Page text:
What Is Folic Acid (Folate)?
Folate is one of the eight B complex vitamins, also identified as vitamin B9. It is best known as a supplement given to pregnant women, but this vitamin is good for everyone.
"Everybody needs folic acid for proper development of our body and to maintain good health," Dr. Sherry Ross, Women’s Health Expert at Providence Saint John’s Health Center in Santa Monica, California, told Live Science.
Folate and folic acid are often used interchangeably, though they are not from the same source. Folate is naturally found in foods. The best dietary sources of folate are spinach, liver, yeast, asparagus, Brussels sprouts and leafy green vegetables, according to the National Institutes of Health (NIH). Fruits, dried beans and fortified foods such as cereals, breads, flour, pasta and crackers are also good dietary sources.
Folic acid is the synthetic form of folate, according to the University of Maryland Medical Center. It is produced to put into supplements and fortified foods.
Folate has many roles in the body. Vitamin B9 helps to generate and maintain new and healthy cell growth, including the production and maintenance of red blood cells. It is also used in the production of DNA and RNA, and is an important vitamin for maintaining brain function and mental and emotional health.
Folate is especially important to the body when cells and tissues are growing rapidly, such as in infancy, adolescence and pregnancy, according to the University of Maryland Medical Center. For this article, SERMO, a global social network exclusively for doctors, surveyed its members in July 2015 about which vitamins they are likely to prescribe for their patients. More than half (54 percent) of those who responded said that they give out prescriptions for folic acid, more than any other vitamin.
This is most likely because pregnant women are usually prescribed folic acid before conception and during pregnancy to reduce the incidence of neural tube birth defects involving the spine and the brain such as spina bifida, said Ross. Taking folic acid supplements early during a pregnancy may also reduce risk of autistic disorder, according to a study published in The Journal of the American Medical Association. "Folic acid supplements are typically recommended if you are planning to get pregnant, throughout pregnancy and during breastfeeding. If you take certain medications or have medical conditions where folate may be helpful, supplementation is also recommended," said Ross.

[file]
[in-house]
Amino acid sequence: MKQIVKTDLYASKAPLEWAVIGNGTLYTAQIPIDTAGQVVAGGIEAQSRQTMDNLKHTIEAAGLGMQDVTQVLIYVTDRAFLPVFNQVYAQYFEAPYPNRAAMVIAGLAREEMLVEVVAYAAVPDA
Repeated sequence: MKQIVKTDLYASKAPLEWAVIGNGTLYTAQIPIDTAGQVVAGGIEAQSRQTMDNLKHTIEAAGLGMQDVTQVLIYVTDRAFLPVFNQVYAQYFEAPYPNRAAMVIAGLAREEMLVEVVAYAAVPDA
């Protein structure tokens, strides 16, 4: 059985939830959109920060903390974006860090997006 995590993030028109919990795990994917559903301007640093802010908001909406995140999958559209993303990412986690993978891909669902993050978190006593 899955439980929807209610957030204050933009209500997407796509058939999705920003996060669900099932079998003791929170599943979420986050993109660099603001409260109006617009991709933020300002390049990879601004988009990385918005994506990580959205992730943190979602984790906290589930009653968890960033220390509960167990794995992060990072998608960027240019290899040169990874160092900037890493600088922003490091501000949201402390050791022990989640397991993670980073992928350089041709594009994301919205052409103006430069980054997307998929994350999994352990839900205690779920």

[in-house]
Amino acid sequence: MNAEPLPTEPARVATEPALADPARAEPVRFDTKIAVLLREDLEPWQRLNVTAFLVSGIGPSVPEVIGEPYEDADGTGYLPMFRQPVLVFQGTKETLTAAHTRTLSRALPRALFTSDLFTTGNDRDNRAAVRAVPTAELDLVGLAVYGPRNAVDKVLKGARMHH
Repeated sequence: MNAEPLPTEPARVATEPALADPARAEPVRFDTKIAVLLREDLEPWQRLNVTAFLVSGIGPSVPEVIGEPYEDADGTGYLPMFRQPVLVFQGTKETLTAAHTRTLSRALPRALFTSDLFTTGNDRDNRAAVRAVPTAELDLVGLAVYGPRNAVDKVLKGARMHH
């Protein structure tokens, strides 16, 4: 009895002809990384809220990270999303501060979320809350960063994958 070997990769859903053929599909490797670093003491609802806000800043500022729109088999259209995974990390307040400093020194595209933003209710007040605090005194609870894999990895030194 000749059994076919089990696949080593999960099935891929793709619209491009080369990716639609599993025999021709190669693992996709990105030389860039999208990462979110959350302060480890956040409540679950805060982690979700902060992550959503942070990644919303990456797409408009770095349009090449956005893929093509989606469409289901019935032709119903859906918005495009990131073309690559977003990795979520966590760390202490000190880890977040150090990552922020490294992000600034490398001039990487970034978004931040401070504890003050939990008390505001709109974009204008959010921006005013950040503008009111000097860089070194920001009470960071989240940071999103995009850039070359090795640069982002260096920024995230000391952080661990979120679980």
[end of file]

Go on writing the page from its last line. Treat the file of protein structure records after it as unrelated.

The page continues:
Many claim that folate can help to reduce levels of homocysteine, which has been linked to heart disease, stroke and kidney disease. A review of clinical trials, published in the Cochrane Database of Systematic Reviews, found that there was no connection to using B vitamins to prevent cardiovascular events. Furthermore, a paper by the Department of Internal Medicine and Geriatrics in Naples, Italy, states that, because of findings, "supplementation with folates and B vitamins to lower atherosclerotic lesions-events in hyperhomocysteinemic patients is not recommended." However, the paper does state that preventive treatment with folates and other B vitamins can prevent or delay cognitive decline and Alzheimer's disease.
A study by Shanghai Second Medical University also found that folic acid might be helpful in preventing gastric cancers and for treating atrophic gastritis by preventing or reversing the precancerous lesions. So, B9 is not helpful for the heart, but can be very helpful for the brain and gut.
The normal recommended daily allowance of folic acid is dependent on age, gender and reproductive status. The recommended daily allowance (RDA) for women and men is 400 mcg. For pregnant women, it is 600 mcg to 1 gram, and for breastfeeding women, it is 500 mcg, according to the NIH.
B9, like other B vitamins, is water soluble. This means if you consume too much, the body will flush it out through the urinary system. Even though the body has this mechanism, taking too many B9 supplements for a long period of time can still be hazardous, according to the National Library of Medicine (NLM). Possible side effects include abdominal cramps, behavior changes, irritability, diarrhea, sleep disorders, rash, skin reactions, confusion, stomach upset, nausea, seizures, gas, excitability and other side effects. The NLM also cautions that taking folic acid in doses of 800 to 1,200 mcg might increase the risk of heart attack in those who already have heart problems and that high doses may also increase the risk of cancer.
It is very rare for people in the United States to be afflicted with folate deficiency. In fact, the National Health and Nutrition Examination Survey found that less than 0.5 percent of children in the United States aged 1 to 18 years are deficient in folate concentrations. Those who are lacking folate can have very serious problems, though. "Folic acid deficiency causes anemia in children and adults and spina bifida in babies," said Ross. A lack of folate can also cause a sore tongue or ulcers on the tongue, changes in skin, hair or fingernail pigmentation and other problems.
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